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Bloomberg Told How the West Should React to the Hybrid War between Lukashenka and Putin

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Bloomberg Told How the West Should React to the Hybrid War between Lukashenka and Putin
Photo: Getty Images

What is the first step for the EU to take?

It seems that the Belarusian dictator Aliaksandr Lukashenka and his "overlord" in Moscow, Vladimir Putin, are waging a coordinated form of hybrid war against Western Europe. Such tactics, of course, are not new for Lukashenka or Putin. What's new is how aggressive they have become, turning migration into a weapon against Europe, Bloomberg is quoted by The Mirror of the Week. Ukraine.

In the past, Putin, for example, was better known for hybrid warfare involving a mixture of cyberattacks, disinformation campaigns, and "green men" launching invasions of other states. This time, Lukashenka, apparently with Putin's "blessing," is using some of the most vulnerable people in the world as weapons.

For months, Lukashenka "transported" refugees from different parts of the Middle East - Iraq, Afghanistan, Syria, and not only - to Belarus, then transporting them to neighboring countries that are members of the European Union and NATO - Latvia, Lithuania, and Poland.

Refugees are effectively trapped between Belarus and the Polish or Baltic military, who are trying to restrain the flow of migrants. With winter approaching, many may simply freeze. Others, with the help of smugglers, somehow cross the EU borders - on foot or by hitchhiking to their favorite destination, Germany. Germany has recently registered over 6,000 migrants. The Minister of Internal Affairs of the country intends to strengthen control at the border.

Poland and some Baltic states, for their part, have begun installing barbed wire fences along their borders with Belarus. The government in Warsaw, in particular, wants to look tough on both migration and pressure from Minsk and Moscow. Warsaw announced this week that it will increase the number of troops patrolling the Belarusian border to 10,000.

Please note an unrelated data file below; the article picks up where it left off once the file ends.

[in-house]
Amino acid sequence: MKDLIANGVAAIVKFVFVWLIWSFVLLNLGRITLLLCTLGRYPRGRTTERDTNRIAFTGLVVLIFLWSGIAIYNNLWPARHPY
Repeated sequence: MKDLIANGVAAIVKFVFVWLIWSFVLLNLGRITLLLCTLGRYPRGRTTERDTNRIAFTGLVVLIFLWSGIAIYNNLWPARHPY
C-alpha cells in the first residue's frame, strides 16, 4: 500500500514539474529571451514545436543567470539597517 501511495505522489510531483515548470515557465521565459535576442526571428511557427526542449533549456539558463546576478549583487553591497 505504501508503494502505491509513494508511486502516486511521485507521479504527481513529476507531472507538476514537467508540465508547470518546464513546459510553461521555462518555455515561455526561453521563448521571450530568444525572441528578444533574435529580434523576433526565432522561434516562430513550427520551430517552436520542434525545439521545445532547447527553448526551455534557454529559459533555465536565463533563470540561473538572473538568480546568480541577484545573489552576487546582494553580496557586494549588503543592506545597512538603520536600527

By provoking such a reaction, Lukashenka's cynical campaign exposes and exacerbates several intra-European conflicts and weaknesses. The bloc remains traumatized by the 2015 refugee crisis but has been unable to reform its migration regime in part due to Poland's refusal. The EU is also being torn apart by the internecine struggle between Brussels and Warsaw over the rule of law. Lukashenka and Putin at this time stir up the internal inconsistency of the EU countries.

As noted by the Minister of Foreign Affairs of Latvia, it seems that Belarus and Russia also illegally smuggle their citizens, possibly even terrorists, across the EU border together with migrants.

There is little doubt that Lukashenka and Putin are jointly using such tactics. They have already effectively combined their armed forces, deployed close to the EU / NATO borders.

Russia and Belarus have been thinking about unification for a long time. But if Lukashenka once thought that he could govern the country according to the methods of the “tsarist-Soviet regime,” then Putin probably has other expectations. He obviously considers himself the only leader.

To stay in power amid pro-democratic protests and Western sanctions, Lukashenka needs Putin to back him. Of course, their hybrid war will not stop there.

It probably already includes the manipulation of Russian gas supplies to Europe in order to exacerbate the energy crisis. Other autocrats such as Turkish President Recep Erdogan have also tried to blackmail Europe using refugees. But the way Putin and Lukashenka have turned migration into a weapon is crossing a new moral line.

As an obvious first step, the EU should impose sanctions on all companies involved in such "transportation." And regardless of what happens in the internal conflict between Brussels and Warsaw, the entire bloc must show solidarity with Poland and the Baltic countries.

But Europeans, including those countries that have underestimated the threat of "Putin's Russia" in the past, must also reconsider their overall strategic position against the backdrop of such tactics by Minsk and Moscow. In the geopolitical clash between Western Europe and the Kremlin, one side values human life, and the other does not. The question is whether it will be possible to correct this "asymmetry," the publication sums up.